Playing Games Can Yield Serious Learning

smiling students

How often do you hear college students say, “that was fun!” on their way out of your classroom? Probably not often enough. Of course, who has time for fun when you have a syllabus packed with serious learning outcomes and one semester to accomplish your goals. Not to diminish the hard work involved in prepping for lectures, but when was the last time you asked yourself: Is my class fun?

Contrary to popular belief that learning gets serious after high school, the college classroom can be a place for fun and games.  An atmosphere of playfulness may work wonders not only for creating community and building student engagement, but also for fostering learning outcomes. This does not necessarily mean using high-tech video games. One simple technique to infuse a little fun into your classroom—and simultaneously test student knowledge of course content—is to refashion academic exercises, such as quizzes or group work, into interactive, competitive games.

One of my favorites is to turn reading questions into quiz show content. For this game, I have my questions on notecards. I divide the class into two teams. Two students (one from each team), face off in front of the class, and each is given a bell. I draw a notecard, and ask a question. The first student to ring the bell, and answer the question correctly, wins the point. Each student gets a turn until all team members have participated. If students are stumped by the question, each may use a “lifeline” (i.e. text a teammate, consult the textbook, etc.). Now imagine your joy at watching college students hunched over a textbook enthusiastically seeking answers to your questions. Priceless.

The catch is that the winning team must always win something (because, alas, student satisfaction from winning while learning is usually not enough). Luckily, a high level of engagement may be inspired by low-stakes prizes. Tallying the correct answers for each team as real quiz grades, or simply passing a bag of candy around to the victors, is enough to inspire healthy competition. Once I used a large bag of Skittles as the prize, and I must admit, I have never seen my students so motivated and engaged.

Quiz shows have many variations. For example, you could use a Jeopardy format by giving students the right answers, and ask them to guess the question, “What is X?”

Another easy game is to turn vocabulary words into a game of Hangman. This works well for courses in which there is a lot of terminology or specific vocabulary required. I divide the class into two teams. On the board, I draw a blank line for each letter of a word from our vocabulary list. Each team takes turns, and I fill in the blanks when the players guess a letter correctly, and draw parts of the “hangman” when players guess wrong. The first team to correctly guess the word, wins. And, as an added bonus, the first team to define the word also wins a point. This game can be done in ten minutes or less, as an icebreaker to start class, and to reinforce vocabulary creatively.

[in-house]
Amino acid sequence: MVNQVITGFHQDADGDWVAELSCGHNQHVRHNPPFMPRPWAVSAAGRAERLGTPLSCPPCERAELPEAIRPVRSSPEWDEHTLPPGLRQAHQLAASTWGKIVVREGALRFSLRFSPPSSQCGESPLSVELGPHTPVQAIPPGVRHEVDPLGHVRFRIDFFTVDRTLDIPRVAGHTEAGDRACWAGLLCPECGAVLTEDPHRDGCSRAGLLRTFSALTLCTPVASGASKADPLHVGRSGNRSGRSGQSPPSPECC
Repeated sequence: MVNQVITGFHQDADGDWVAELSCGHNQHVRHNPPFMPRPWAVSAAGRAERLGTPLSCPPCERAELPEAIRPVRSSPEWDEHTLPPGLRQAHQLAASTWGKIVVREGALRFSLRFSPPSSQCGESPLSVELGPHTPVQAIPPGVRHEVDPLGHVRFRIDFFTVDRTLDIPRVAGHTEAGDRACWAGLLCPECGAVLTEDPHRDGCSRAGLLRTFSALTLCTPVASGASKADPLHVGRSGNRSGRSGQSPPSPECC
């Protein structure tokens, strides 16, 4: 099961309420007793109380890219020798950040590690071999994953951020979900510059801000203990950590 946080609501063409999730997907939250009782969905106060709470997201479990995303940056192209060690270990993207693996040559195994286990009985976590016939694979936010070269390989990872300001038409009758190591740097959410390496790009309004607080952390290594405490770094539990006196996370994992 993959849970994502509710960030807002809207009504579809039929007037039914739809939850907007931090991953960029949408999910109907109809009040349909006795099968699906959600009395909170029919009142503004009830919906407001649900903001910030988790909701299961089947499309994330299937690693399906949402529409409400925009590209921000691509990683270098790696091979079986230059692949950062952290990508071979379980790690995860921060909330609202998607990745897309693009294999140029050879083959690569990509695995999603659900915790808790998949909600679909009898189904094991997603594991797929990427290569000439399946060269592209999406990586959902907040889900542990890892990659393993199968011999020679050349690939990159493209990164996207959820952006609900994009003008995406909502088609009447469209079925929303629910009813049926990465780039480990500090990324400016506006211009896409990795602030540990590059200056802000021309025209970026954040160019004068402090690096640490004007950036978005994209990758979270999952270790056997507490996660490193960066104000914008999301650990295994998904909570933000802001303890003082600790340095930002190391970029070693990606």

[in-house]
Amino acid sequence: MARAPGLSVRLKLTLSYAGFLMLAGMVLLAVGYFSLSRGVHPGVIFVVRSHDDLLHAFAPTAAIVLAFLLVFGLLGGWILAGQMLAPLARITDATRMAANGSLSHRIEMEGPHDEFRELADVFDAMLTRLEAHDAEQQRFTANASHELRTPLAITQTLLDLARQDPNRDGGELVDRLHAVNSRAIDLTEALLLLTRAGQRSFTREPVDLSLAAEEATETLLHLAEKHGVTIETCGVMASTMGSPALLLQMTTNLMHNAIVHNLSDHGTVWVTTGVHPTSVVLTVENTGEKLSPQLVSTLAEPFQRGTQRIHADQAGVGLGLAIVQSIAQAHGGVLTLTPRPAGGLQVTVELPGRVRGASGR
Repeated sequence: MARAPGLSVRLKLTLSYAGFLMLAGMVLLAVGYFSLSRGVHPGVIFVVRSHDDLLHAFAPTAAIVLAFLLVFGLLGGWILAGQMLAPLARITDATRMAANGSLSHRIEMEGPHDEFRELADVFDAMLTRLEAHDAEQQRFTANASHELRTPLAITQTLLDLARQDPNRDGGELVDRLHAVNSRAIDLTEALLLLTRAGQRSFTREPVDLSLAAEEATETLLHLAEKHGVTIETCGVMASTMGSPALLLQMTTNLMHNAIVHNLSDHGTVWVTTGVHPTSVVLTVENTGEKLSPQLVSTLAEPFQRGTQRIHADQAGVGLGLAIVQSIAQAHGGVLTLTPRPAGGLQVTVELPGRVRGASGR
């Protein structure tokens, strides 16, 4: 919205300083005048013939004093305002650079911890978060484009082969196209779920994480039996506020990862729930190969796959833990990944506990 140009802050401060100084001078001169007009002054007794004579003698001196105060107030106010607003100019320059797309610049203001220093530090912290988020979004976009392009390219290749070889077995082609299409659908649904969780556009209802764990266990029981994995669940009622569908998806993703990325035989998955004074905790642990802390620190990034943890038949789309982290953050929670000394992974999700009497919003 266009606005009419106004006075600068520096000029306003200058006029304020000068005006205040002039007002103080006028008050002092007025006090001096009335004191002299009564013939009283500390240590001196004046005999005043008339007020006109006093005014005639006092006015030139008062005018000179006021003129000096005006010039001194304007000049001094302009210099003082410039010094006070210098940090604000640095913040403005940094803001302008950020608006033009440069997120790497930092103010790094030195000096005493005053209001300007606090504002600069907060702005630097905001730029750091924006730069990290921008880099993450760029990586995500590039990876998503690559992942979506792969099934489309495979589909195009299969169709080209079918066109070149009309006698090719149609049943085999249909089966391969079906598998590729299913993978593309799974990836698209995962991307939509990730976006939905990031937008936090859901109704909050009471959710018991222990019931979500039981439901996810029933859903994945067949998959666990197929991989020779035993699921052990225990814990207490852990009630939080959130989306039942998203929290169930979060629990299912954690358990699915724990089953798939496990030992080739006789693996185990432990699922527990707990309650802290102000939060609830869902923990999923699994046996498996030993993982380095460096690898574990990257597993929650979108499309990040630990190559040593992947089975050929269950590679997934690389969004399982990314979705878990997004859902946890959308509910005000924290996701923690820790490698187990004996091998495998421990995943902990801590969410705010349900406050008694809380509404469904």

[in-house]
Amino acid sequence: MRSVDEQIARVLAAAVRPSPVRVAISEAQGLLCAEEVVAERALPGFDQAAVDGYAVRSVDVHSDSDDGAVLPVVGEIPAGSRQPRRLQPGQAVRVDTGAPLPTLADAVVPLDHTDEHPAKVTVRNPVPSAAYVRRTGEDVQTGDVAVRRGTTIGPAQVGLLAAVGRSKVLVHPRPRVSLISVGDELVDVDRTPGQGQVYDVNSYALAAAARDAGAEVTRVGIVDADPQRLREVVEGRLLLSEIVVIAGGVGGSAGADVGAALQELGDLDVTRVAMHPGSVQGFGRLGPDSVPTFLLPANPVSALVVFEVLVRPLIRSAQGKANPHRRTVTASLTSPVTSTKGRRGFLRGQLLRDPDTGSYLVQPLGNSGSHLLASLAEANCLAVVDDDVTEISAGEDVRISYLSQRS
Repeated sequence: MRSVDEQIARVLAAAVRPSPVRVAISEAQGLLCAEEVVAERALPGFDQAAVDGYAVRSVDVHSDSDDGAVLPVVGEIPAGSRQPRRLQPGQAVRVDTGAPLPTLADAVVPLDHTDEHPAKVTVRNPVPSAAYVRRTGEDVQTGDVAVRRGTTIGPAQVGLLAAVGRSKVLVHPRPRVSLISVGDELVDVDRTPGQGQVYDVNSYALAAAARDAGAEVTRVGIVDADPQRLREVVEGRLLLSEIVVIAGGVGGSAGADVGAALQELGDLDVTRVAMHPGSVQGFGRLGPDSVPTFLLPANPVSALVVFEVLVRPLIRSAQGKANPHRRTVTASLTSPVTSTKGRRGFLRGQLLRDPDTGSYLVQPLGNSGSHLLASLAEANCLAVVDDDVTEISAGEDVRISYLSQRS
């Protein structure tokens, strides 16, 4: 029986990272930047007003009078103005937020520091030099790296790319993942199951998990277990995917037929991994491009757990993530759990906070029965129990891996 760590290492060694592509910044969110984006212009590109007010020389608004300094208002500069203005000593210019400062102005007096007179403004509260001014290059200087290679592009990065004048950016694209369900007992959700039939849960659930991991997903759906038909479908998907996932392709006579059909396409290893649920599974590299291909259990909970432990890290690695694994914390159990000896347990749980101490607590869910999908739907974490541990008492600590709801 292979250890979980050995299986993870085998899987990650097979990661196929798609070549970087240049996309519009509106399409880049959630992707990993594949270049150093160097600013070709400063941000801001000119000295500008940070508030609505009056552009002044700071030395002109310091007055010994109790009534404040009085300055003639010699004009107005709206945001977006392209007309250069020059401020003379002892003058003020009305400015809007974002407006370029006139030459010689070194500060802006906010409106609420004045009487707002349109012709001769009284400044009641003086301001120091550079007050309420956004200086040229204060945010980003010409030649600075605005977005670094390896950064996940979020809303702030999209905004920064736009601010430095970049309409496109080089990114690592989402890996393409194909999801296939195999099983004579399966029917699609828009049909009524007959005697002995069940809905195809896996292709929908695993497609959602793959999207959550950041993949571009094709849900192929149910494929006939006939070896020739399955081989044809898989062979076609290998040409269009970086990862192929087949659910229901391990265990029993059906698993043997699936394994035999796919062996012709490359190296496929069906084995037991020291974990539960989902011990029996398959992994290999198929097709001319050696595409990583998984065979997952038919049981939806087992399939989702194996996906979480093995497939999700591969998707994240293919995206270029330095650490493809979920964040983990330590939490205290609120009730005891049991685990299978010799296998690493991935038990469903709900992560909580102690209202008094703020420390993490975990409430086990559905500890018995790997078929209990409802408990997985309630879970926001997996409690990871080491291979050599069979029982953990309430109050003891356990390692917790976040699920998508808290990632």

Finally, who doesn’t love a good story? I use a game called Continuous Storytelling, in which one student starts a story, and after a minute, another student takes over for the storyteller, and so on, until every student has contributed. The story may be based on summarizing a reading or building a continuous argument. Notecard prompts offer another variation. Students take turns drawing notecards and speaking extemporaneously on a short prompt in front of the class. Simple rules apply: the student may not say “um,” or must make eye contact with each classmate. If you break the rules, you must start again. Because everyone contributes, this activity fosters community while reducing public speaking anxiety. It also serves as an effective low-stakes exercise for introducing expectations for oral presentations and the importance of demonstrating good speaking and listening skills.

Evidence of learning is often measured by grades, while we underestimate how much affective learning—emotions and feelings—dictate students’ acceptance or rejection of subject matter, and their motivations to learn.  However, “affective learning is an important outcome for students, considering it is directly linked to cognitive learning” (Goodboy, 2009, p.7). One study of educators who routinely incorporate play into adult education and higher education contexts found that playfulness creates a learning environment of “fun, enjoyment, and laughter,” and their students identify cognitive gains in terms of “engagement, retention, and understanding” (Tanis, 2012). Translation: students who have fun in your class may actually learn better, and that’s no laughing matter.

Tanis, D. J. (2012). Exploring play/playfulness and learning in the adult and higher education classroom. (Doctoral Dissertation). ProQuest LLC.

Goodboy, A. K., Martin, M. M., and Bolkan, S. (2009). The development and validation of the student communication satisfaction scale. Communication Education, 58 (3), 372-396.

Kristina Wright is an assistant professor of English at Southern New Hampshire University on the main campus.

This article first appeared on Faculty Focus on May 20, 2016. © Magna Publications. All rights reserved.